In 1725, King George I and his attendants made a startling discovery while hunting in the Hertswold Forest, 25 miles from Hanover, Germany.
What they found was a young boy scampering through the thicket on all fours like an animal and climbing trees with ease. He did not speak to the men at all and resorted to making growling and grunting noises instead.
Fascinated by the feral child, the king returned from his hunting trip with the boy in tow. He became something of a “human pet” and was given the name of Peter.
As word spread about Peter’s arrival, he quickly became a sensation among the townspeople and was known as Peter the Wild Boy. Questions of how he came to live in the woods arose.
Since he was found wearing a shirt collar around his neck, it seemed that he was once under the care of a person. It was thought that he was the child of one of the criminals who worked in the area, and he had wandered into the woods and lost his way. Another theory was that he had been abandoned by his parents.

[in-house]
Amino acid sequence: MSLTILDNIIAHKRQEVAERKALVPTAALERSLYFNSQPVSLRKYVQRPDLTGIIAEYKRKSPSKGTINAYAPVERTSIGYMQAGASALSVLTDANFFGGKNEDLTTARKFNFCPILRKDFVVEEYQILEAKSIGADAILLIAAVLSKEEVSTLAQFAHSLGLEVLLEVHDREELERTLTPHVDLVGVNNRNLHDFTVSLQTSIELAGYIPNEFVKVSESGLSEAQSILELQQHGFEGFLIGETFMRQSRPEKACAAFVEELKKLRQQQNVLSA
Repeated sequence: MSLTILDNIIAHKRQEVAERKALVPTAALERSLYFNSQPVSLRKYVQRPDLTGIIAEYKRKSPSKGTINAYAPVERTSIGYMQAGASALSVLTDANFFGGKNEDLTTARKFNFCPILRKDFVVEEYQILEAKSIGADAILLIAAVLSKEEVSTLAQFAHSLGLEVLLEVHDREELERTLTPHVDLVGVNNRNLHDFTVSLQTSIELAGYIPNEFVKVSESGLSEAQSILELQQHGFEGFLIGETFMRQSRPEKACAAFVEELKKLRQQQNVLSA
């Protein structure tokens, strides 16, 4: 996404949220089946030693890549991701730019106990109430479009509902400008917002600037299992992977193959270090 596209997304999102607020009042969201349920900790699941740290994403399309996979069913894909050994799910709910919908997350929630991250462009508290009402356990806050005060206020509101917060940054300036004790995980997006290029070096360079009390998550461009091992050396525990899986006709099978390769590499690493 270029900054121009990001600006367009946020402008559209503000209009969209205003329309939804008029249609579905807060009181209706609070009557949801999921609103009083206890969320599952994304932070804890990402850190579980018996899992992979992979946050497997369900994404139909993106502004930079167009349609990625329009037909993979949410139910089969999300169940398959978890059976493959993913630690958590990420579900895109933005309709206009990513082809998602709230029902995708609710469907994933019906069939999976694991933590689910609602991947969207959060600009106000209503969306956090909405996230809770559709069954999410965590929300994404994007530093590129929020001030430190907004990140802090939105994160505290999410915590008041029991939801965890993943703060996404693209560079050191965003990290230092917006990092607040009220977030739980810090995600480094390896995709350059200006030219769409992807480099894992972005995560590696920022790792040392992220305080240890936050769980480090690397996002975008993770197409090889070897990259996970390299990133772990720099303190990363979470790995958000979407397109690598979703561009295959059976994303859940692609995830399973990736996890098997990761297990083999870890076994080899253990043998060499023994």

At first, Peter struggled to adjust to life in a royal palace. It was difficult to get him to stay dressed in his green outfit. At one point, he escaped from his new home and was found hiding in an enormous tree, which had to be sawed down to reach him.
A Scottish physician named Dr. John Arbuthnot was appointed to teach Peter how to read, write, and speak. However, Peter made very little progress. The most he ever learned to say was his own name and “King George.”
He did seem to understand everything that was spoken to him and was rather fond of music. He delighted the royal household by dancing and jumping around to any tune that was played.
Eventually, Peter was sent to live with a farmer who had connections to the royal household. In 1751, Peter went missing. Despite searching far and wide and even posting advertisements, all efforts proved to be fruitless. It seemed like he was lost forever.